The lack of consistency in the interpretation of the law has significant impacts. This latest decision has broadened the applicability of the Scaffold Law, with a commensurate increase in liability exposure. It is impossible to imagine how this new decision will not lead to a corresponding increase in the cost of general liability insurance. Moreover, this expansion in liability will likely lead to an increase in litigation, putting even more pressure on contractors, property owners, and taxpayers. Over a century of court decisions have transformed the Scaffold Law to the point where it bears little resemblance to the landmark safety statute the legislature once intended it to be. Clearly, the need for reform to the law has never been greater.

 

 

Find out more about this outdated law and how you can help make a difference at www.ScaffoldLaw.org 

Obsolete Scaffold Law is a Burden for All New Yorkers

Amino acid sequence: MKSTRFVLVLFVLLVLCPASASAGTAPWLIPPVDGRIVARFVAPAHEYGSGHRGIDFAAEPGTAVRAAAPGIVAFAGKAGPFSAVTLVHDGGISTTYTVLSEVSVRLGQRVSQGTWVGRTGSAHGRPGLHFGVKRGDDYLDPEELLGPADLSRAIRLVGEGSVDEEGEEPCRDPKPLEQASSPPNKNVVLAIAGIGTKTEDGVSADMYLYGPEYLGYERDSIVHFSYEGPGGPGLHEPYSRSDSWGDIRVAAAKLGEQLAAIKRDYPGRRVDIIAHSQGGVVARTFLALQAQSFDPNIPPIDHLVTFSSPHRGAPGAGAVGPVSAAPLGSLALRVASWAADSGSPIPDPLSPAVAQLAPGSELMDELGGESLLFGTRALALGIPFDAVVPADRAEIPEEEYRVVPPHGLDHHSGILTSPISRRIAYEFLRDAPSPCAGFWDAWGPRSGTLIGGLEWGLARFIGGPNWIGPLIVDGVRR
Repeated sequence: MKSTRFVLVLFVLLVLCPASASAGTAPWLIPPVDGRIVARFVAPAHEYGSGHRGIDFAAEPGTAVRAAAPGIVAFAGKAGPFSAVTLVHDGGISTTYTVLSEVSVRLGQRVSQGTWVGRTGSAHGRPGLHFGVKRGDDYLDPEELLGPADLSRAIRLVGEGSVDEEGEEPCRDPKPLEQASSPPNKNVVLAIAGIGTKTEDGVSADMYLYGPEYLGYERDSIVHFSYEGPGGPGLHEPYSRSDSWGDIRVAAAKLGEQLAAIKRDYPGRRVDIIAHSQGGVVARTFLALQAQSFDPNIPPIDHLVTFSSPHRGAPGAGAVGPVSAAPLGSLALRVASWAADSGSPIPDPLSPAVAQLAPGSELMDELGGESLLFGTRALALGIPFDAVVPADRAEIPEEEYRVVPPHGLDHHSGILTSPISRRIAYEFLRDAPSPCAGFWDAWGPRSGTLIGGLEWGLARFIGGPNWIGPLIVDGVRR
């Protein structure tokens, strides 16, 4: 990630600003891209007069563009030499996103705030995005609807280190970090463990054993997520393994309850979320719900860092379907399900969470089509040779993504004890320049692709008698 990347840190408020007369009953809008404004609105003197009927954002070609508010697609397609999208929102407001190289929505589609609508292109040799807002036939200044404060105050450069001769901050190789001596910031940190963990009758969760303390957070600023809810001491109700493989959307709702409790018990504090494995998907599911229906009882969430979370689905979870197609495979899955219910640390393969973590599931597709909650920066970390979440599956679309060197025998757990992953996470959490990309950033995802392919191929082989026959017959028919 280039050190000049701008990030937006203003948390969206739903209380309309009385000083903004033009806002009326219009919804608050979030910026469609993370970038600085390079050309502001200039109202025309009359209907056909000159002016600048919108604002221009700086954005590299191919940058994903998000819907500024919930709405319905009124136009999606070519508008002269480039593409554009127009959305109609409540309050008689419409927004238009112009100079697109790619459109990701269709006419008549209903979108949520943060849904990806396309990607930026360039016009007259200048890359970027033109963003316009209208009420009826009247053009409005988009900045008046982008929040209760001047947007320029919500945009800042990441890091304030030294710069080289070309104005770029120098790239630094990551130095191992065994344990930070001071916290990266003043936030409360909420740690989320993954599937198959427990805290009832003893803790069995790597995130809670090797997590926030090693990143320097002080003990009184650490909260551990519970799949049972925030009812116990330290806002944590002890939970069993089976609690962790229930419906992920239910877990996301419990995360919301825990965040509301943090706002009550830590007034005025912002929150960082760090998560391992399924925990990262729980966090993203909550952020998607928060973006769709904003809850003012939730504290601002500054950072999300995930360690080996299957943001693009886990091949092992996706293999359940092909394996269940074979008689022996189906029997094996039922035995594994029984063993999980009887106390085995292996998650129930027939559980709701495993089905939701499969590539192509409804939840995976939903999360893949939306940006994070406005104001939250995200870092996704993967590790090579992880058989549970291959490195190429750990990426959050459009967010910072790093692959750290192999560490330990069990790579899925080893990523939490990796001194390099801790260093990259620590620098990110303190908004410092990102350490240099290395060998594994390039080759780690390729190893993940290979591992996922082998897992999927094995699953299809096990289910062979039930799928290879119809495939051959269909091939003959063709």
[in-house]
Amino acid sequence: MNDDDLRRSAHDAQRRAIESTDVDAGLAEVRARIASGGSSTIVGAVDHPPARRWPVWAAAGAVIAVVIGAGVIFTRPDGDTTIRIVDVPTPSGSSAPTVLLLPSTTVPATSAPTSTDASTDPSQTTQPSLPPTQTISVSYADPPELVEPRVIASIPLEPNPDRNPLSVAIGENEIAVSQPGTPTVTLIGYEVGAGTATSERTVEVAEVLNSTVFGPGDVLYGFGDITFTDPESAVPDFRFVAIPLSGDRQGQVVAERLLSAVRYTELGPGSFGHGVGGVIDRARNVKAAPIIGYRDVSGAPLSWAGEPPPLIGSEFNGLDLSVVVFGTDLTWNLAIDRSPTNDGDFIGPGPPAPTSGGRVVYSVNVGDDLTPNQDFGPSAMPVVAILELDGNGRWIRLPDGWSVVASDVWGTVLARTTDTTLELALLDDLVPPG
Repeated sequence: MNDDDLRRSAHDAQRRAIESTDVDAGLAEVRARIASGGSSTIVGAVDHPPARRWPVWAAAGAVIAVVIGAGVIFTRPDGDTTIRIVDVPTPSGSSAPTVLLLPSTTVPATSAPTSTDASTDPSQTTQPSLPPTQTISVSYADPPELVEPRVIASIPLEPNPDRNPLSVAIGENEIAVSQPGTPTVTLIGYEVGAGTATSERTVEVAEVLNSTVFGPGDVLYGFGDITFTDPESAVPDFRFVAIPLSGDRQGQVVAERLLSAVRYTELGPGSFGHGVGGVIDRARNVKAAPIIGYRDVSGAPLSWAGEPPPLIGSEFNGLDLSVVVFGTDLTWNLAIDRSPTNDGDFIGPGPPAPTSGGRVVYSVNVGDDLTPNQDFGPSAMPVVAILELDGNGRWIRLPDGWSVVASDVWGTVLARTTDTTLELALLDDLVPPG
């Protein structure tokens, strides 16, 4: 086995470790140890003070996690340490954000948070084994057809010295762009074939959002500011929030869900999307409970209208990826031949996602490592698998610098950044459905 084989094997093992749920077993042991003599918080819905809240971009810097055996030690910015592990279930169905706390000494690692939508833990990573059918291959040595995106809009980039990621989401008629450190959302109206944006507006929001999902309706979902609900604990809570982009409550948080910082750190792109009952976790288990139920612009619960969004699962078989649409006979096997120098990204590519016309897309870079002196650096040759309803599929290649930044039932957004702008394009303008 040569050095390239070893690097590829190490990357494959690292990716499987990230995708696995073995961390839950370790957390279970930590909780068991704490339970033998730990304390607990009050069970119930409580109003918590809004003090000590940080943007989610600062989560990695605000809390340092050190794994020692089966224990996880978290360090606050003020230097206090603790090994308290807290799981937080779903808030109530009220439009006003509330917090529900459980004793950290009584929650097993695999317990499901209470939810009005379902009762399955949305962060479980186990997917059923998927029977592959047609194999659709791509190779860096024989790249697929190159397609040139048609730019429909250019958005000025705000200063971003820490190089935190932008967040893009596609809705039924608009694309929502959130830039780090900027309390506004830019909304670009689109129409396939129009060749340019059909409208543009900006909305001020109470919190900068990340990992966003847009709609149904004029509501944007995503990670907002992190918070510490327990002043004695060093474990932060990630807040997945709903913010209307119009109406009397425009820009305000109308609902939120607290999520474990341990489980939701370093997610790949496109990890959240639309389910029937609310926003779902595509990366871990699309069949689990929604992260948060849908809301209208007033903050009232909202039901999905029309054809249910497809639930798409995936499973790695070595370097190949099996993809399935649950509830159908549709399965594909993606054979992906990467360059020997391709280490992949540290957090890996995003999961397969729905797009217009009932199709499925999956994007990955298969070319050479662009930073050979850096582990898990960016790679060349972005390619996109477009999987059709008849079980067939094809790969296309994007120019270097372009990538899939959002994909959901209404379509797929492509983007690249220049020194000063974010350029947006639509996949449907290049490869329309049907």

recent editorial by Laura Zaepfel in the Buffalo News highlighted the impact of the scaffold law on contractors, small businesses, homeowners, and taxpayers. From the article,

“Under the Scaffold Law, contractors, employers and property owners are held 100 percent liable for any gravity-related injury of a worker,even when the worker is at fault. That may have made sense back in 1932, when ironworkers labored in shirt sleeves and worn shoes, but times have changed.

OSHA regulations have been in place since 1970; Workers’ Compensation laws have been enhanced. The safety of workers in high-risk occupations is at the forefront of our consciousness now more than ever before. In fact, new safety protocols, equipment and regulations have mitigated risks so much so that ours is the only state where a Scaffold Law still exists.

Zaepfel, the Vice President of Corporate Relations at Uniland Development Corp., stresses that the Scaffold Law impacts all New Yorkers, not just contractors and builders.

This problem is not exclusive to contractors and developers. Homeowners take a major hit in higher costs. Residential contractors are forced to pass their insurance costs along to homeowners by increasing the price of the job. Thanks to this exorbitant insurance premium, New Yorkers who build a home or put an addition on an existing home end up paying much more than they would if the Scaffold Law were less expensive to insure against.